Review: Hannah’s Dress, by Pascale Hughes

35059190[1].jpgI’ve learned over the years to tell a story in the small details. The bouquet of plucked dandelions scattered around the place where a child was kidnapped, is a lot more affecting than the screaming and crying and screech of tires. That’s what Hughes is doing in this book, she’s telling her story in the details, in vignettes about the lives of the people who essentially created the culture of the street she lives on, both while they lived there and afterward. And in doing this, she tells the story of the Holocaust and how it touched Berliners. She does tell more contemporary history, but the stories of the Jewish families who were among the first to make their homes in this particular street takes up most of her narrative.

So I don’t really understand why this book didn’t touch me. It’s well written, the subject matter is one of my most enduring interests, and yet, I felt removed from it as a reader. Possibly it’s Hughes’ writing style that never quite meshes with the way I think. Or possibly I sense that there was a point for which she was reaching, but which she never quite grasps. It never felt pulled together for me. And that’s a shame because it’s clearly a labor of love for Hughes.

Nevertheless I give her points for her scholarship, her pursuit of the details of people’s lives. I wish I’d found it more engaging.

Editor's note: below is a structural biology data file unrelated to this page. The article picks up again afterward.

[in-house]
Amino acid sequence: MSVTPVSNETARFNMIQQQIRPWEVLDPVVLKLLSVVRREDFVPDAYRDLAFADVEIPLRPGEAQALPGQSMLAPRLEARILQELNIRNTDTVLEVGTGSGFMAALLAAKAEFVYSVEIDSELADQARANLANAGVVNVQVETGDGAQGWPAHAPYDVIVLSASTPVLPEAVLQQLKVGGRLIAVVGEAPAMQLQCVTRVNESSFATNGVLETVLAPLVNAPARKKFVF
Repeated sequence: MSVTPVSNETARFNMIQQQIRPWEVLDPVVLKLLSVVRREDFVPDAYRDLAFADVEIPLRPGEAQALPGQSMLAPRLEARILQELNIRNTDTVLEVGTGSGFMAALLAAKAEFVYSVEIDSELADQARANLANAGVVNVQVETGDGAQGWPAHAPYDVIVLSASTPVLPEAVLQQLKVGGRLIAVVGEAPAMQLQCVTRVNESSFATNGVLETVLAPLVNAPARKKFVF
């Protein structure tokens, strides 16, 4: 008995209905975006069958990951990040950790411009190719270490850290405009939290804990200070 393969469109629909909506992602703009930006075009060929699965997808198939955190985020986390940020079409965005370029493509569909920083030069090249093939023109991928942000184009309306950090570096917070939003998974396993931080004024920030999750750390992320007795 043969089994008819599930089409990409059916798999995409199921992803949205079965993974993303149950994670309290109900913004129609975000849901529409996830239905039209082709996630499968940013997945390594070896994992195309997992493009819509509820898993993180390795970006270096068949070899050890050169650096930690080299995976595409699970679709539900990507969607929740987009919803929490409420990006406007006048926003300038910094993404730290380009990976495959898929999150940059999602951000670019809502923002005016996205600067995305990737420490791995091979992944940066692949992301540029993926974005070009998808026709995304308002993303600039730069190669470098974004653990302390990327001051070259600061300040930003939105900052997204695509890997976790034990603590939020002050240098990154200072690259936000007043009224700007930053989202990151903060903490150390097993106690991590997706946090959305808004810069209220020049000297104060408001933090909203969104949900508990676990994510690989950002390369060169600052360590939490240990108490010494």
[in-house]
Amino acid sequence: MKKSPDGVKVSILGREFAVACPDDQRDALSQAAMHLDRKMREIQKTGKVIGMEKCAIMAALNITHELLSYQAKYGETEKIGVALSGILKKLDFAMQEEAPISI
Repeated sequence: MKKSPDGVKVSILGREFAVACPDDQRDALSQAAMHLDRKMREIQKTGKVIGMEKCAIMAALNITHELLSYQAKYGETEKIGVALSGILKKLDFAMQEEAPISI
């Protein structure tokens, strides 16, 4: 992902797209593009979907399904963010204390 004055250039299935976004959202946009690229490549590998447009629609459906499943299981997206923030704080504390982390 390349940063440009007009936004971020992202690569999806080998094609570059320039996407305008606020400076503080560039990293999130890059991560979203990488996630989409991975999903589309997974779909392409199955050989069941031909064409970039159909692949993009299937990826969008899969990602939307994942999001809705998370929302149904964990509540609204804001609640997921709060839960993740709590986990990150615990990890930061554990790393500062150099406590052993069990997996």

Advertisements

Review: We Should All Be Feminists, by Chimamanda Ngozi Adichie

22738563[1]I’d been wanting to read this for a while now, so on impulse I picked it up yesterday evening and read it last night.  It’s a fast read, under half an hour, but it packs a lot of information into that short space of time.

Adichie discusses contemporary feminism primarily from the point of view of being a woman in Nigeria, a seemingly overwhelmingly sexist country, exposing the institutional sexism that harms not just women but men, forcing the latter into rigid gender roles as surely as it does women. It’s clear that she doesn’t perceive men as the enemy.  It is rather sexual politics which preserve some bizarre status quo that helps no one, harms many, and only divides people.

Adichie wants to see us united.  She wants an inclusive society in which men and women are equal partners in everything, in which we help one another rather than seeking to hold sway.  Power with, not power over.

This was originally a TEDx talk, and it has all the intelligence and good humor you expect from them.  Well worth reading, and definitely worth thinking about more deeply.

Review: Go Ask Alice, By Beatrice Sparks

6146933[1].jpgOkay so I’m late to the party on this one.  But I was nineteen when this was published, and pretty much past the point of caring about the kids-and-drugs message.  But I figured that it was an influential book for a reason, so why not give it a try?